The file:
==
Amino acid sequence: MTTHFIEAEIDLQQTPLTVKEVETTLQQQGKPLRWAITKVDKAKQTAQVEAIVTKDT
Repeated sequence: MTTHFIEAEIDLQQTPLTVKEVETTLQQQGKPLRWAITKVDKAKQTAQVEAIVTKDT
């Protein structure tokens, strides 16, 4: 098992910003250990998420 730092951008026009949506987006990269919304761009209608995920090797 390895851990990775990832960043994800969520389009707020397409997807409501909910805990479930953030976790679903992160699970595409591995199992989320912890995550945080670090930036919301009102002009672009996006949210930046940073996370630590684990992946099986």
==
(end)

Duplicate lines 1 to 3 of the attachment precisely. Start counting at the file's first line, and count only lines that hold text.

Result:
Amino acid sequence: MTTHFIEAEIDLQQTPLTVKEVETTLQQQGKPLRWAITKVDKAKQTAQVEAIVTKDT
Repeated sequence: MTTHFIEAEIDLQQTPLTVKEVETTLQQQGKPLRWAITKVDKAKQTAQVEAIVTKDT
């Protein structure tokens, strides 16, 4: 098992910003250990998420 730092951008026009949506987006990269919304761009209608995920090797 390895851990990775990832960043994800969520389009707020397409997807409501909910805990479930953030976790679903992160699970595409591995199992989320912890995550945080670090930036919301009102002009672009996006949210930046940073996370630590684990992946099986």